|Famous as||Economist, Politician, Writer|
|Born on||02 September 1839|
|Born in||Philadelphia, Pennsylvania|
|Died on||29 October 1897|
|Works & Achievements||Initiator of land value tax, Creator of Georgism school of thought|
Henry George Childhood & Early Life
Henry George was born on 2 September, 1839 in Philadelphia, Pennsylvania to father Richard S. H. George and mother Catharine Pratt (Vallance) George in a low middle class family of ten children. George was the second amongst all the children who had to end his studies at the age of 14 due to paucity of money as he was born in a modest family that had many members. Soon after abruptly ending his formal education at the age of 14 George started out on a journey in the seas when he turned 15 in April 1855 on the ship, ‘Hindoo’ that was bound for Melbourne and Calcutta. After spending a year and a half in the seas George returned to Philadelphia to start working as an apprentice typesetter before deciding to settle in California.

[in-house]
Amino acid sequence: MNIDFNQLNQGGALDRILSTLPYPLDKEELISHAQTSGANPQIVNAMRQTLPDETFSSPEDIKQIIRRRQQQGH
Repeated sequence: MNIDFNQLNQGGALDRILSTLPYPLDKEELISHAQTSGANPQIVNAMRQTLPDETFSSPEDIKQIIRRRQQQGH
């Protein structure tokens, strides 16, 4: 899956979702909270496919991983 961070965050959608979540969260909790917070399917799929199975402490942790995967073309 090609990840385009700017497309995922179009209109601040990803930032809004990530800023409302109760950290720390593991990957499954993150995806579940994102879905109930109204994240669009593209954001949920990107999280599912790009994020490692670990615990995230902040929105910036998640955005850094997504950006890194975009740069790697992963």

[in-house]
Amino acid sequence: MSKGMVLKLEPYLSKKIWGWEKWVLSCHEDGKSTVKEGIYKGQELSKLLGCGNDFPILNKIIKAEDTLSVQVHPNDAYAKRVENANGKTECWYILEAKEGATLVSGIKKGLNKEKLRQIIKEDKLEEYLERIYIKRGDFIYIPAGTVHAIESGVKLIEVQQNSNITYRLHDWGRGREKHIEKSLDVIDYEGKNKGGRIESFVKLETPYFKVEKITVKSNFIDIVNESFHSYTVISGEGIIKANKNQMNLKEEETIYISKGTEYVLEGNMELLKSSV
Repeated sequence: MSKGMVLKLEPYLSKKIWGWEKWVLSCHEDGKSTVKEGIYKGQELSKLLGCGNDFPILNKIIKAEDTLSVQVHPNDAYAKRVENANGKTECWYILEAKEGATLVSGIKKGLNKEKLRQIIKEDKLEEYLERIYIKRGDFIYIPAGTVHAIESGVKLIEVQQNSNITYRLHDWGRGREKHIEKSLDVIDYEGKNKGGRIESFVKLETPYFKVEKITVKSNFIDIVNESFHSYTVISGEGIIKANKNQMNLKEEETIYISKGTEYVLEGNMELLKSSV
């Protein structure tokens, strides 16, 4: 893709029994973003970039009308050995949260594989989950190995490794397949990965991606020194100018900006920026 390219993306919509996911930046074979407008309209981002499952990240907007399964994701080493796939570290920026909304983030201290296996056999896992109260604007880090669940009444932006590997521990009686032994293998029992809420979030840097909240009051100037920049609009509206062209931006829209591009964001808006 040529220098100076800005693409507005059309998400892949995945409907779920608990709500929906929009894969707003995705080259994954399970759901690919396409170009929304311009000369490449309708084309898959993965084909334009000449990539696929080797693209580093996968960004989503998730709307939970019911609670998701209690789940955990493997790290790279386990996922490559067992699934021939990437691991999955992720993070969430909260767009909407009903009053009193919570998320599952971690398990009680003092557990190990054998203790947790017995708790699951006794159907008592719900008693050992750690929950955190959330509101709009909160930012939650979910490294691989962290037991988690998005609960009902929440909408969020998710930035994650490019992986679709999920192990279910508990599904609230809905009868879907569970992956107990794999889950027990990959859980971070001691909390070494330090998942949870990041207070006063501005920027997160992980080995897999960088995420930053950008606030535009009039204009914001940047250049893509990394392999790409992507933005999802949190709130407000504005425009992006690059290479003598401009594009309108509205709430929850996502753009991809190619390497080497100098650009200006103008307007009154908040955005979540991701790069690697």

George tried to make out a career in gold mining but was not successful in it. In 1865 he started to work in the newspaper industry as a printer going on to become a journalist which continued till he decided to put an end to his newspaper industry journey as an editor and proprietor. During his career in the print media George worked in various newspapers. From 1871–1875 he was the editor of his own newspaper ‘San Francisco Daily Evening Post’.
George started his political career by becoming a Lincoln Republican. Later he turned into a Democrat and lost one election to the California State Assembly. Throughout his political career George had been a strong critic of corruption among politicians, railroad and mining interests, land speculators, and the system of labour contractors.